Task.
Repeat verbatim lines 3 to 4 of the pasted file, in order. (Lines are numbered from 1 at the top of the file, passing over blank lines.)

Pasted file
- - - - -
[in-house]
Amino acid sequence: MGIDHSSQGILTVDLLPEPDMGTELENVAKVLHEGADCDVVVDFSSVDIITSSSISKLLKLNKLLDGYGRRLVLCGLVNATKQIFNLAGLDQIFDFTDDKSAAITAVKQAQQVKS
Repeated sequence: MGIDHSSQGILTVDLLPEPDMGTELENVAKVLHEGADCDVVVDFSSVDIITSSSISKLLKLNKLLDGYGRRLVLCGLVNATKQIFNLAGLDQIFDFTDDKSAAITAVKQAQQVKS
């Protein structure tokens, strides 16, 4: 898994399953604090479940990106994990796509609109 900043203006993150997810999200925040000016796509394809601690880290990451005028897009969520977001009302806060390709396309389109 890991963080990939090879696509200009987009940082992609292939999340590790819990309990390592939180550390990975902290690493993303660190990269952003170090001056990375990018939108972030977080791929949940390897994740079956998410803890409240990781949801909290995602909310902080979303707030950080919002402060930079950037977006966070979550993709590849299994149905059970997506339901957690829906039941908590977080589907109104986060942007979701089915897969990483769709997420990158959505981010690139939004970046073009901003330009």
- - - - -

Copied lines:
Repeated sequence: MGIDHSSQGILTVDLLPEPDMGTELENVAKVLHEGADCDVVVDFSSVDIITSSSISKLLKLNKLLDGYGRRLVLCGLVNATKQIFNLAGLDQIFDFTDDKSAAITAVKQAQQVKS
């Protein structure tokens, strides 16, 4: 898994399953604090479940990106994990796509609109 900043203006993150997810999200925040000016796509394809601690880290990451005028897009969520977001009302806060390709396309389109 890991963080990939090879696509200009987009940082992609292939999340590790819990309990390592939180550390990975902290690493993303660190990269952003170090001056990375990018939108972030977080791929949940390897994740079956998410803890409240990781949801909290995602909310902080979303707030950080919002402060930079950037977006966070979550993709590849299994149905059970997506339901957690829906039941908590977080589907109104986060942007979701089915897969990483769709997420990158959505981010690139939004970046073009901003330009």